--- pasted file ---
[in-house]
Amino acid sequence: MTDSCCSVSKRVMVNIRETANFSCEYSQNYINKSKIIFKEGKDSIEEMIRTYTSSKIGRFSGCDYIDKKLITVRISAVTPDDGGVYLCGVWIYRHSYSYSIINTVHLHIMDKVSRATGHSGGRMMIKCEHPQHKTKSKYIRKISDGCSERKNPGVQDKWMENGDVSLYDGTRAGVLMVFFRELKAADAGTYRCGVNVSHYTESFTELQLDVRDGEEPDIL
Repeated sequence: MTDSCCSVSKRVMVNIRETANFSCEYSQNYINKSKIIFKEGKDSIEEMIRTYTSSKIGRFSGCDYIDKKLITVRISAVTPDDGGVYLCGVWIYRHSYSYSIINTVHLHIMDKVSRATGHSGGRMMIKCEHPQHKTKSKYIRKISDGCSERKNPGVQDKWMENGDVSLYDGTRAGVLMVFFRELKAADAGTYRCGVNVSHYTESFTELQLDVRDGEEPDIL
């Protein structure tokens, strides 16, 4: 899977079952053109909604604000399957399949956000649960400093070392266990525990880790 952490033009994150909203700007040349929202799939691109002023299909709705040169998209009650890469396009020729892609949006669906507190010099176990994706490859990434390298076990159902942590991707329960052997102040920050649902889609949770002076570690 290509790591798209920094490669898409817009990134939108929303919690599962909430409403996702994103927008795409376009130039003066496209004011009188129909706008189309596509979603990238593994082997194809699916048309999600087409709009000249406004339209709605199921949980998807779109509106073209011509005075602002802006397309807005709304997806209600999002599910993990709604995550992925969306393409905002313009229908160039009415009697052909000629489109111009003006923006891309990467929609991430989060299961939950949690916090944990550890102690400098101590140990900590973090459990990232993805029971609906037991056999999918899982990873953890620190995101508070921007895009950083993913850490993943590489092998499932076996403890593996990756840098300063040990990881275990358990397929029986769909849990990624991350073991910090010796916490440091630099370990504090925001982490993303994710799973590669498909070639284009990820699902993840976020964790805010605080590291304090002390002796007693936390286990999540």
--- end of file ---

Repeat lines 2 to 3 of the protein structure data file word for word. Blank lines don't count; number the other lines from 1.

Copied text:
Amino acid sequence: MTDSCCSVSKRVMVNIRETANFSCEYSQNYINKSKIIFKEGKDSIEEMIRTYTSSKIGRFSGCDYIDKKLITVRISAVTPDDGGVYLCGVWIYRHSYSYSIINTVHLHIMDKVSRATGHSGGRMMIKCEHPQHKTKSKYIRKISDGCSERKNPGVQDKWMENGDVSLYDGTRAGVLMVFFRELKAADAGTYRCGVNVSHYTESFTELQLDVRDGEEPDIL
Repeated sequence: MTDSCCSVSKRVMVNIRETANFSCEYSQNYINKSKIIFKEGKDSIEEMIRTYTSSKIGRFSGCDYIDKKLITVRISAVTPDDGGVYLCGVWIYRHSYSYSIINTVHLHIMDKVSRATGHSGGRMMIKCEHPQHKTKSKYIRKISDGCSERKNPGVQDKWMENGDVSLYDGTRAGVLMVFFRELKAADAGTYRCGVNVSHYTESFTELQLDVRDGEEPDIL